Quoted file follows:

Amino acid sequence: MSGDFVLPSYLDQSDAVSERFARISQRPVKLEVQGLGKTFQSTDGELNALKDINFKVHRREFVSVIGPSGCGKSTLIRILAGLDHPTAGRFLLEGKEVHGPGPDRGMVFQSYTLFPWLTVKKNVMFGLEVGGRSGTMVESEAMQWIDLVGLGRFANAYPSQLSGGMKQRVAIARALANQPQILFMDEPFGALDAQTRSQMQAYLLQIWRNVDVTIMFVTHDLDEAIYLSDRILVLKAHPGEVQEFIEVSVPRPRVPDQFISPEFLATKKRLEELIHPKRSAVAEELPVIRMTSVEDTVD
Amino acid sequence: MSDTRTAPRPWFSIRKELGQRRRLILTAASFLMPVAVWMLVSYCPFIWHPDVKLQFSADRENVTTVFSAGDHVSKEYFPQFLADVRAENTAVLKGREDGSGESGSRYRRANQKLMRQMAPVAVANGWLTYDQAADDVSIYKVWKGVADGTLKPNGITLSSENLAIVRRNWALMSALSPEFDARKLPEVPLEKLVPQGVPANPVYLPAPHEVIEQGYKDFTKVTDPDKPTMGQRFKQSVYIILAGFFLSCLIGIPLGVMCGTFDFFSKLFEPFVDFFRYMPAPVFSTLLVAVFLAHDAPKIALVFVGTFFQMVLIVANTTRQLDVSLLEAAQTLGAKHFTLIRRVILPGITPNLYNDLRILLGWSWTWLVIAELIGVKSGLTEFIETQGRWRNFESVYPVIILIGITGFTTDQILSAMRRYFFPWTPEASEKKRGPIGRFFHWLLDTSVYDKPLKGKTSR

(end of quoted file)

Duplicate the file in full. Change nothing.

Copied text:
Amino acid sequence: MSGDFVLPSYLDQSDAVSERFARISQRPVKLEVQGLGKTFQSTDGELNALKDINFKVHRREFVSVIGPSGCGKSTLIRILAGLDHPTAGRFLLEGKEVHGPGPDRGMVFQSYTLFPWLTVKKNVMFGLEVGGRSGTMVESEAMQWIDLVGLGRFANAYPSQLSGGMKQRVAIARALANQPQILFMDEPFGALDAQTRSQMQAYLLQIWRNVDVTIMFVTHDLDEAIYLSDRILVLKAHPGEVQEFIEVSVPRPRVPDQFISPEFLATKKRLEELIHPKRSAVAEELPVIRMTSVEDTVD
Amino acid sequence: MSDTRTAPRPWFSIRKELGQRRRLILTAASFLMPVAVWMLVSYCPFIWHPDVKLQFSADRENVTTVFSAGDHVSKEYFPQFLADVRAENTAVLKGREDGSGESGSRYRRANQKLMRQMAPVAVANGWLTYDQAADDVSIYKVWKGVADGTLKPNGITLSSENLAIVRRNWALMSALSPEFDARKLPEVPLEKLVPQGVPANPVYLPAPHEVIEQGYKDFTKVTDPDKPTMGQRFKQSVYIILAGFFLSCLIGIPLGVMCGTFDFFSKLFEPFVDFFRYMPAPVFSTLLVAVFLAHDAPKIALVFVGTFFQMVLIVANTTRQLDVSLLEAAQTLGAKHFTLIRRVILPGITPNLYNDLRILLGWSWTWLVIAELIGVKSGLTEFIETQGRWRNFESVYPVIILIGITGFTTDQILSAMRRYFFPWTPEASEKKRGPIGRFFHWLLDTSVYDKPLKGKTSR